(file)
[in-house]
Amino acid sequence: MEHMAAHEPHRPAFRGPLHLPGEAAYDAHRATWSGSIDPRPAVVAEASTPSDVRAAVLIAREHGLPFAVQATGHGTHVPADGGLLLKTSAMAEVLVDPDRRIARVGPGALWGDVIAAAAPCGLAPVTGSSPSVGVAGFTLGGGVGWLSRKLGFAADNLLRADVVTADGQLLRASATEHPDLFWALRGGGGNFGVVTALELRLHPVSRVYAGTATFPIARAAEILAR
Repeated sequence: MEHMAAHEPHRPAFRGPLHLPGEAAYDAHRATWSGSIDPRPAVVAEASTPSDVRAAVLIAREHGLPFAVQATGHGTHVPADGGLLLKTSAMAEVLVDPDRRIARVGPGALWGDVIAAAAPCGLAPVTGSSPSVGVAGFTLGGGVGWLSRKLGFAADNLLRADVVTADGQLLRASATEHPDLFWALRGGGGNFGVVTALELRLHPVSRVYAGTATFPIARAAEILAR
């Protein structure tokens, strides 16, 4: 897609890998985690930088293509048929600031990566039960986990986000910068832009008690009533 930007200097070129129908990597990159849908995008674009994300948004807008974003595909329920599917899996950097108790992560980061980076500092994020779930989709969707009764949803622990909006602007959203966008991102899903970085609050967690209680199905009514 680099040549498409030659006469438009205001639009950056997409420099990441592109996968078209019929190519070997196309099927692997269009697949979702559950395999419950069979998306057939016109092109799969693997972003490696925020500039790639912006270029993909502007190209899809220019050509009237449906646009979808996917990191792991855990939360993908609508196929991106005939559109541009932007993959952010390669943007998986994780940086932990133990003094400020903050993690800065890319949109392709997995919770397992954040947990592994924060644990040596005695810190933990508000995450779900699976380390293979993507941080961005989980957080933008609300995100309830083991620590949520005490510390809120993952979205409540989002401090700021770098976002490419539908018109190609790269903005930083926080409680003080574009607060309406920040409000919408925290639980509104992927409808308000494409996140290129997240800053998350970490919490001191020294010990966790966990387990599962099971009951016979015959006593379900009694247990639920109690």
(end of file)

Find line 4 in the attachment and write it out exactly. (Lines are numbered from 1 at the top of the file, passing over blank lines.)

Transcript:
């Protein structure tokens, strides 16, 4: 897609890998985690930088293509048929600031990566039960986990986000910068832009008690009533 930007200097070129129908990597990159849908995008674009994300948004807008974003595909329920599917899996950097108790992560980061980076500092994020779930989709969707009764949803622990909006602007959203966008991102899903970085609050967690209680199905009514 680099040549498409030659006469438009205001639009950056997409420099990441592109996968078209019929190519070997196309099927692997269009697949979702559950395999419950069979998306057939016109092109799969693997972003490696925020500039790639912006270029993909502007190209899809220019050509009237449906646009979808996917990191792991855990939360993908609508196929991106005939559109541009932007993959952010390669943007998986994780940086932990133990003094400020903050993690800065890319949109392709997995919770397992954040947990592994924060644990040596005695810190933990508000995450779900699976380390293979993507941080961005989980957080933008609300995100309830083991620590949520005490510390809120993952979205409540989002401090700021770098976002490419539908018109190609790269903005930083926080409680003080574009607060309406920040409000919408925290639980509104992927409808308000494409996140290129997240800053998350970490919490001191020294010990966790966990387990599962099971009951016979015959006593379900009694247990639920109690």